USB 3.0 for a 2.5" drive?

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Charles T. Smith

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Aug 8, 2015, 3:07:49 AM8/8/15
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Hi, a quick question for the experts.

I've gathered the impression that the interface technology (usb, sata,
pata) for disk drives is really irrelevant - for a single drive - because
disks can't deliver data fast enough to run into an interface bottleneck.

Maybe that assumption's not correct... anyway, I see an ad for a Seagate
external 2.5" drive which uses "USB 3.0 Super-speed, up to 10x faster
than USB 2.0". While that's likely true about USB 3.0, isn't it
cynically, unethically misleading about the effect on the drive's
performance? Or, why would Seagate supply drives with USB 3.0 technology?

I once did the numbers regarding cylinder, spin-rate, etc, but they say
that these days those parameters are irrelevant ...

cts

Robert Wessel

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Aug 8, 2015, 4:00:54 AM8/8/15
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They're not irrelevant. Modern desktop spinning disk can hit transfer
rates from the platter well over 100MB/s, at least for sequ3ential
reads. Enterprise drives are often in the 300MB/s range. USB2.0 is
limited to a theoretical 60MB/s, but as in practical terms rarely
achieves more than about half that. Also I/O to the cache onboard the
drives can happen faster than that. So USB 2.0 really is a bottle
neck when performing bulk (sequential) I/O to a disk drive. For
random I/O, it makes little difference.

Now as to whether or not USB 3.0 is *really* ten times faster is a
different question (sure, the interface is ~10 times faster), but
there's no doubt that things like backups to an external drive can run
considerably faster with a USB 3.0 connection in many cases. Backups
are a major use case for external drives, so sequential performance
*is* important.

OTOH, the practical difference between SATA 1/2/3 and USB 3.0 is
fairly minor. OTTH, the difference between SATA 1 and SATA 3 is only
a factor of four, and SATA 1 is 150MB/s anyway, far faster than USB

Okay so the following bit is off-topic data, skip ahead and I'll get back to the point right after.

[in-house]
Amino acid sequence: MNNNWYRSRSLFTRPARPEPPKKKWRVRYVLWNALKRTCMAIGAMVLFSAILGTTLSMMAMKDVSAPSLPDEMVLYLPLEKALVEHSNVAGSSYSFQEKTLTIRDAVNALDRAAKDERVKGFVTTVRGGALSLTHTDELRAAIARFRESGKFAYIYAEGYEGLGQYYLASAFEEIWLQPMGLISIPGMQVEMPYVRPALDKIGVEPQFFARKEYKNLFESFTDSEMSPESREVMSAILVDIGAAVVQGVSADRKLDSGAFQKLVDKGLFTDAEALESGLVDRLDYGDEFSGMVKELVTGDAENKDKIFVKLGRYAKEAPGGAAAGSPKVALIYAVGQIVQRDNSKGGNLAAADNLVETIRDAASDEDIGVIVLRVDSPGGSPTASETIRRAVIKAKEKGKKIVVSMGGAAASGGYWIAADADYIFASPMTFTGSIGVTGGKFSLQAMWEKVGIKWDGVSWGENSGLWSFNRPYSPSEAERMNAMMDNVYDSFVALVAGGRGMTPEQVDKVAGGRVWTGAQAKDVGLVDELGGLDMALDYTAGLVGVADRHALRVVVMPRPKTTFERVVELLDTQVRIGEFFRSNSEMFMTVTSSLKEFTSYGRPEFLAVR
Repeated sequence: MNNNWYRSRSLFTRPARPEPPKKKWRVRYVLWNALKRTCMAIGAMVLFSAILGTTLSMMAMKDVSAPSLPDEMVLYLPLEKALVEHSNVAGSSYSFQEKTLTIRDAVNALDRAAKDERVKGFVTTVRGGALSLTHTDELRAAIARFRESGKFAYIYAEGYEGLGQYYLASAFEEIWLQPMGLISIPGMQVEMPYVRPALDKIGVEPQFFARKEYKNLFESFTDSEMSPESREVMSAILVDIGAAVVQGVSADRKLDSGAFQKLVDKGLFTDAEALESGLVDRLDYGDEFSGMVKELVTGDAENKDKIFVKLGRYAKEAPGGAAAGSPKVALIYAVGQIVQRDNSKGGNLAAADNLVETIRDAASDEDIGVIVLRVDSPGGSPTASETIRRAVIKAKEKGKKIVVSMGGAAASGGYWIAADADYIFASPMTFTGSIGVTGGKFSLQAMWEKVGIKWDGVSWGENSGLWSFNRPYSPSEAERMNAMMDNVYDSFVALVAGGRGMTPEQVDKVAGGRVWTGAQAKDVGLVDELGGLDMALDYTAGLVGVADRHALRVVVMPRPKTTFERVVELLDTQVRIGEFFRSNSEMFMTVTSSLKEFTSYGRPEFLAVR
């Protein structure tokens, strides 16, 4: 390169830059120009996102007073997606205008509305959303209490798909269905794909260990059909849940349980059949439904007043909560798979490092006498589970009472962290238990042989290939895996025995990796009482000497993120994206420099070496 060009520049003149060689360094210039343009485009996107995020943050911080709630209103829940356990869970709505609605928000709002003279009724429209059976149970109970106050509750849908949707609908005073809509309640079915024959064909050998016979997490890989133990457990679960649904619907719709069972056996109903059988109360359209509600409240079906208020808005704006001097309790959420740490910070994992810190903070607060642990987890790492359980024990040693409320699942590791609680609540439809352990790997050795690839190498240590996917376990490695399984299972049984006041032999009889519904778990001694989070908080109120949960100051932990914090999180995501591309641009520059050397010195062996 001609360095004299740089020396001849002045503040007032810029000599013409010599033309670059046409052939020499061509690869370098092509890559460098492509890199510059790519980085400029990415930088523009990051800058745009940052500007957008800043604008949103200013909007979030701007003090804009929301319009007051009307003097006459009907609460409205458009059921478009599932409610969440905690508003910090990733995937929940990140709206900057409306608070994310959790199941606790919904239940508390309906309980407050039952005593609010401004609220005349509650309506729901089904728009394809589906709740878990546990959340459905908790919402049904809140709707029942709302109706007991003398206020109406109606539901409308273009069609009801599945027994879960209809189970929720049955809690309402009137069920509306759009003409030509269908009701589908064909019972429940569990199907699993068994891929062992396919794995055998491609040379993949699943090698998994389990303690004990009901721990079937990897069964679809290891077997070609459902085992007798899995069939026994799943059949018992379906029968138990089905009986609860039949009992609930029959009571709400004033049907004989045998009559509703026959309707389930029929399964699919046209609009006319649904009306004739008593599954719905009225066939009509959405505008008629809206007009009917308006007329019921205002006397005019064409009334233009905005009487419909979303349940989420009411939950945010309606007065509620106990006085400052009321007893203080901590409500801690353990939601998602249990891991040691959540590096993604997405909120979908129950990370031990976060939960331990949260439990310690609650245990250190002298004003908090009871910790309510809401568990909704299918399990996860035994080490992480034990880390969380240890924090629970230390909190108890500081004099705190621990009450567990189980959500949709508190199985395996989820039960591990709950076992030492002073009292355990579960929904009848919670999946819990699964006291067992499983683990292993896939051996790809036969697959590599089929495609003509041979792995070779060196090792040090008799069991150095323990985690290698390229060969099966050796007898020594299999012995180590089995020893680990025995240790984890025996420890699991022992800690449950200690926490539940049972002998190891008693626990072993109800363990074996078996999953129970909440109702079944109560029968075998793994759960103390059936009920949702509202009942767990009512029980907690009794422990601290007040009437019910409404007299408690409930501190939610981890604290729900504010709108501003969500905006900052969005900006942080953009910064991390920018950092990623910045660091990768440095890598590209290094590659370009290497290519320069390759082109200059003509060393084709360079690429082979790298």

2.0 (and SATA tends to use more of its theoretical bandwidth).
Likewise the fastest PATA (133MB/s) interfaces have not been too far
off keeping up with desktop drives until recently.

In a sense the practical difference between PATA-133, SATA-1/2/3 and
USB 3.0 are modest, but USB 2.0 (or say PATA-33) is actually
substantially slower.

Robert Wessel

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Aug 8, 2015, 4:05:20 AM8/8/15
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And here's an on-point Macworld article from a few years ago:

http://www.macworld.com/article/2039427/how-fast-is-usb-3-0-really-.html

Richard Kettlewell

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Aug 8, 2015, 5:41:03 AM8/8/15
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"Charles T. Smith" <cts.priv...@gmail.com> writes:
> Hi, a quick question for the experts.
>
> I've gathered the impression that the interface technology (usb, sata,
> pata) for disk drives is really irrelevant - for a single drive - because
> disks can't deliver data fast enough to run into an interface bottleneck.

USB2 is slow enough that it’s a serious bottleneck.

> Maybe that assumption's not correct... anyway, I see an ad for a Seagate
> external 2.5" drive which uses "USB 3.0 Super-speed, up to 10x faster
> than USB 2.0". While that's likely true about USB 3.0, isn't it
> cynically, unethically misleading about the effect on the drive's
> performance? Or, why would Seagate supply drives with USB 3.0 technology?

USB3-connected drives are *much* faster than USB2, based on the drives I
have.

--
http://www.greenend.org.uk/rjk/

Charles T. Smith

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Aug 9, 2015, 4:20:46 PM8/9/15
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Thanks, gentlemen.
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